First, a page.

Ohio man to author book on history of Hartwood Acres
By Deborah Deasy
Published: Monday, Feb. 3, 2014, 12:12 p.m.
Jeffrey Lawrence of Austintown, Ohio, knows more about Hartwood Acres than most people.
His late grandparents — John and Mary Flinn Lawrence — built the estate and employed the colorful characters who once lived and worked at Hartwood Acres, now a 600-acre Allegheny County park in Indiana and Hampton townships.
Lawrence, 46, an insurance adjuster, now hopes to write a book about the people whose lives inspired the estate's legacy and imbued its history.
“My goal is to get that completed in the next year or so,” he said. I don't have any writing background, but I've been doing a lot of research.
“I just have boatloads of information.”
Patti Benaglio, office manager at Hartwood Acres, welcomed news of the project.
“We're anxious to work with him and share the knowledge he has, as well as the vast amount of resources we have at the mansion,” she said.
Those resources include, for example, letters once written to Santa Claus by Jeffrey Lawrence's father.
Jeffrey Lawrence, a Grove City, Mercer County, native, is son of the late farmer John W. Lawrence Jr., one of John and Mary Flinn Lawrence's two adopted sons, who died Dec. 21, 2011. Billy Lawrence, the Lawrences' other adopted son, died Feb. 25, 2003.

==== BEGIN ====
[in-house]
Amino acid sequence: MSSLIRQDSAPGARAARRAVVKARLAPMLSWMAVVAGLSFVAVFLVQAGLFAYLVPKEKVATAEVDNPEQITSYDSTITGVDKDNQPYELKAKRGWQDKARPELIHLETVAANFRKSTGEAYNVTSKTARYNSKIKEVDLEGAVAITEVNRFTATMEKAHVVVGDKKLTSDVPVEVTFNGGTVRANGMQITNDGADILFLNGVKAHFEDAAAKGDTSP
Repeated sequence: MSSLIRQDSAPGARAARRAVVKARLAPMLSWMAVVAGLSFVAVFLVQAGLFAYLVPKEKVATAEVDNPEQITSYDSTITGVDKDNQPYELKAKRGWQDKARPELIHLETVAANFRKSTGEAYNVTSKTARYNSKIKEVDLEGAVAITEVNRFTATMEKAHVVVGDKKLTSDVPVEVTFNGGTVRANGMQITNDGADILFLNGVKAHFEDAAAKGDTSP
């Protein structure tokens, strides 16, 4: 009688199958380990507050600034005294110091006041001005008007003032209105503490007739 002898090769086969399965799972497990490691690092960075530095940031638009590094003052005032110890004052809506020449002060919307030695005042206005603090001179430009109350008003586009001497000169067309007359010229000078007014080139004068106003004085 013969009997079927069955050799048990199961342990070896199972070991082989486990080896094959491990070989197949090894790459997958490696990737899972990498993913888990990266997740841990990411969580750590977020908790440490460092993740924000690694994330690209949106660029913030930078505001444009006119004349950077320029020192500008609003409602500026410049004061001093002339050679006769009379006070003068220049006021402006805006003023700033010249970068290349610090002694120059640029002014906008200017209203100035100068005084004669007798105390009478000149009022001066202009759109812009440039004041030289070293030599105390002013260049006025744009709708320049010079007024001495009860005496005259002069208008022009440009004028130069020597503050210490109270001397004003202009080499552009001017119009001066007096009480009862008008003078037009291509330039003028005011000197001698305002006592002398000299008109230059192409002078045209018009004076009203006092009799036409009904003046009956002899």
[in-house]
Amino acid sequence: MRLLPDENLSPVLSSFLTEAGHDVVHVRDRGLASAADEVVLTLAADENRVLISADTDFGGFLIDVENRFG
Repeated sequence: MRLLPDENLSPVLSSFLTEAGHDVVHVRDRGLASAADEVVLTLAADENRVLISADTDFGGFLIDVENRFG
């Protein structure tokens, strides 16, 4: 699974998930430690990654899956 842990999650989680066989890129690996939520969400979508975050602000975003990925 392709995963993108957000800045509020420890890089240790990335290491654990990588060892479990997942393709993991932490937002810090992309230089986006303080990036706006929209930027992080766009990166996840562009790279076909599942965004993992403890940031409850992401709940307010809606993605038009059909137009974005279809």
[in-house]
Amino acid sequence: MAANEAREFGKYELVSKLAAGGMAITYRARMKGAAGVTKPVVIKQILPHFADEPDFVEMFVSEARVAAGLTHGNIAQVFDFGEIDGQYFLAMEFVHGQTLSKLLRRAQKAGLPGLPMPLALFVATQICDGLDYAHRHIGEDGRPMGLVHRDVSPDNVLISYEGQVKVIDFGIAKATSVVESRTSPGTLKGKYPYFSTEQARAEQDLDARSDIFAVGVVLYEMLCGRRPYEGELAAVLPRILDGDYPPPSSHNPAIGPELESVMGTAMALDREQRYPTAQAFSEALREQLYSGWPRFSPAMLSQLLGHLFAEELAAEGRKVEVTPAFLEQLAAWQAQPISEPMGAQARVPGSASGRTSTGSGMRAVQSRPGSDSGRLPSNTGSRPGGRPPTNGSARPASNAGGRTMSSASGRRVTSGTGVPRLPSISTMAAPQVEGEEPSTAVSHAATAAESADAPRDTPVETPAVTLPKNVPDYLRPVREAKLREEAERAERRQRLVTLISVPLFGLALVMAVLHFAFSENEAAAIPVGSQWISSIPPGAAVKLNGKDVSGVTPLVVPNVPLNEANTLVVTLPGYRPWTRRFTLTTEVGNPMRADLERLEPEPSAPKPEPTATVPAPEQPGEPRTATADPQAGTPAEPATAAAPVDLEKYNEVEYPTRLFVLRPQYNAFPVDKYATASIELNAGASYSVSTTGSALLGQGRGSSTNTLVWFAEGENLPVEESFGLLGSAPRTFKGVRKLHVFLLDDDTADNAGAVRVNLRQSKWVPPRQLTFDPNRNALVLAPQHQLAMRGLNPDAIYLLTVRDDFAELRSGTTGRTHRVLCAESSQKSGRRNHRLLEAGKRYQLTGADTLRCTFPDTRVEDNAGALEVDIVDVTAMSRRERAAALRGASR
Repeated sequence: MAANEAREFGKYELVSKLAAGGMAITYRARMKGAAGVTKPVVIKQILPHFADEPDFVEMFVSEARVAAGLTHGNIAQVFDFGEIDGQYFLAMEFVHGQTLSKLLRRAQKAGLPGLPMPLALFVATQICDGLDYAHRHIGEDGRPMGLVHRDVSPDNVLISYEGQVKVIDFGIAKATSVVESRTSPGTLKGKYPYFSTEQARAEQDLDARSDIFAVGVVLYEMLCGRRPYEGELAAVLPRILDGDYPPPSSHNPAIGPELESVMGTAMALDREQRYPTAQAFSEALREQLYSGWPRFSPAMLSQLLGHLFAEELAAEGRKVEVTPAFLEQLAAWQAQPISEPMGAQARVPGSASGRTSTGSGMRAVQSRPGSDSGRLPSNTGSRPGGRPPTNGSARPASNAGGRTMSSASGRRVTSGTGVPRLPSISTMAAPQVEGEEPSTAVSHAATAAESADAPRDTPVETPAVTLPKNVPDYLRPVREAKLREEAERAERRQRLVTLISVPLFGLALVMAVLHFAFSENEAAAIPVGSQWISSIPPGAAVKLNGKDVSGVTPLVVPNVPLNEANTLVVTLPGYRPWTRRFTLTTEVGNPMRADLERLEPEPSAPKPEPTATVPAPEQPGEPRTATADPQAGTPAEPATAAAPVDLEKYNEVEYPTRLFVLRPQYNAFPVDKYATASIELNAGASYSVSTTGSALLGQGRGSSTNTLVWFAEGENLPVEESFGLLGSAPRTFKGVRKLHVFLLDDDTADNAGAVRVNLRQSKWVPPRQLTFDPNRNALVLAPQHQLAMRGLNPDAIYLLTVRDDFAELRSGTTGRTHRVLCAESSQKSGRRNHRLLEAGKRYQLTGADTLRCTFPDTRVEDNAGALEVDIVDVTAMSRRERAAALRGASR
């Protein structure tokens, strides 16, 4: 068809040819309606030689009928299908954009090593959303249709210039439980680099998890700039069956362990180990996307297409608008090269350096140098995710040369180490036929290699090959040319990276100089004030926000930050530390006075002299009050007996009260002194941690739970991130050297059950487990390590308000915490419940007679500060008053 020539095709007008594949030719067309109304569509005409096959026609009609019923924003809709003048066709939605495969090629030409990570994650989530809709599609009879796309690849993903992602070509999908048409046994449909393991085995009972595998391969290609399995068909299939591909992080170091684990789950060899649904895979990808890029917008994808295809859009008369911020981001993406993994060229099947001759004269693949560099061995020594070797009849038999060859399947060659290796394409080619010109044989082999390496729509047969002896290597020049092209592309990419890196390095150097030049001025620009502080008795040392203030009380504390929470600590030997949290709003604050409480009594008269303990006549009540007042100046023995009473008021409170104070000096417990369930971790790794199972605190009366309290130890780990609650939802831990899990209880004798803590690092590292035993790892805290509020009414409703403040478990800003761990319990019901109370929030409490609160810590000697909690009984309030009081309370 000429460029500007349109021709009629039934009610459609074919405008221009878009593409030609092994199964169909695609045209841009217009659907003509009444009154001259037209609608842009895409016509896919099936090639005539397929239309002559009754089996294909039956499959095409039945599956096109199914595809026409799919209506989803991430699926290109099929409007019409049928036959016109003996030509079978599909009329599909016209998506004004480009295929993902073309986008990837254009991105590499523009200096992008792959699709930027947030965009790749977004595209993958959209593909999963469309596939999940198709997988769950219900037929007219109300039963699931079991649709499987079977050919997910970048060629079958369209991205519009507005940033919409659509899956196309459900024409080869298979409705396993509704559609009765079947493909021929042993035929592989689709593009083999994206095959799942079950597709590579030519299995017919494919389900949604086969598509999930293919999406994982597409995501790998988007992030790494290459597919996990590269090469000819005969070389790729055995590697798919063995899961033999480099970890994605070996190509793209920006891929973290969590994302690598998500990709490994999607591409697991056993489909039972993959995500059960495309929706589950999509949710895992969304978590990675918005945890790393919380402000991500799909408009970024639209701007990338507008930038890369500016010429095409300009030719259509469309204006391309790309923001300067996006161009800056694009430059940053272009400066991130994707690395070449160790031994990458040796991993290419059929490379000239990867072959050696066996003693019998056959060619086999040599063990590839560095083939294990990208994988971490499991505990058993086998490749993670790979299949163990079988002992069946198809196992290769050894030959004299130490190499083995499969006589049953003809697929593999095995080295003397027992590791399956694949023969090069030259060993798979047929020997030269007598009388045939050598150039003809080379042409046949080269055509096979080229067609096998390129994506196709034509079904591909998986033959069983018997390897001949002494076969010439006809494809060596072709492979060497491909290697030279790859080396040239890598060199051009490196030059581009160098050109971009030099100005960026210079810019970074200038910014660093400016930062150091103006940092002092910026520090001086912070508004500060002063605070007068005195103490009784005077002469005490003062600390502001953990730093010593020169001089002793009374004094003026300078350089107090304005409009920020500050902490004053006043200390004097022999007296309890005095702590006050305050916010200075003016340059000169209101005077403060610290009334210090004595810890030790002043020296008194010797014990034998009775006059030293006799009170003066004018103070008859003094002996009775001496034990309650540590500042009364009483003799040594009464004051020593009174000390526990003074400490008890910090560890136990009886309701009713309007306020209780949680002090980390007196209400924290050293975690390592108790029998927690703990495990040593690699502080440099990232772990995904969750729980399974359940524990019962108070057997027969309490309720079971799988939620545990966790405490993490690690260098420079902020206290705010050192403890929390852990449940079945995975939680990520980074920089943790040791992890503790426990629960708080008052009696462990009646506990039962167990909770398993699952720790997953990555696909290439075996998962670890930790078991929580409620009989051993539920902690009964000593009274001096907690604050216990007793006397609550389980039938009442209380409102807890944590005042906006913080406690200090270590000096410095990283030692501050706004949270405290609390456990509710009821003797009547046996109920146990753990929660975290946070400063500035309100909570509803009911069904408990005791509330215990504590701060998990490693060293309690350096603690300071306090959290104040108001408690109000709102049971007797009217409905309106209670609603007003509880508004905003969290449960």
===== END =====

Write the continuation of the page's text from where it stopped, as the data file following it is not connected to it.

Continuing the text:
“My parents divorced when I was 7. My mother remarried, and we moved to Ohio,” said Jeffrey Lawrence, also the son of Suzanne Franklin and brother of Lee Lawrence, 45, both of Boardman, Ohio.
But Jeffrey Lawrence remembers visiting Hartwood Acres as a boy. He remembers seeing his invalid grandmother, Mary Flinn Lawrence, in the room where people now enter Hartwood Mansion for tours.
“She had round-the-clock nurses that took care of her,” he said. “I remember her lying in there when I was a little kid.”
To link people fond of his grandparents' stone mansion and sprawling acreage, Jeffrey Lawrence has started a Fans of Hartwood page on Facebook at www.facebook.com/groups/70498984974.
It's “a gathering place for fans of Hartwood Acres,” according to online site. “A place to post thoughts and pictures of your visit to Hartwood Acres, the jewel of the Allegheny County Parks system located in Pittsburgh, Pa.”
An improved online site for the nonprofit Friends of Hartwood also is in the works, according to Jeffrey Lawrence. That site is www.friendsofhartwood.org.
“I've joined forces with the Friends of Hartwood group,” he said. “We're working to make their website interactive with videos and photos of Hartwood.
The Friends' improved website also will include interviews with people such as the daughter of Earl Brown, the late stable master at Hartwood Acres.
“People are going to give interviews on the way Hartwood was, back in the day,” he said. “That's what Hartwood is all about. The buildings are kind of cool but it's really about the people that lived there, and worked there.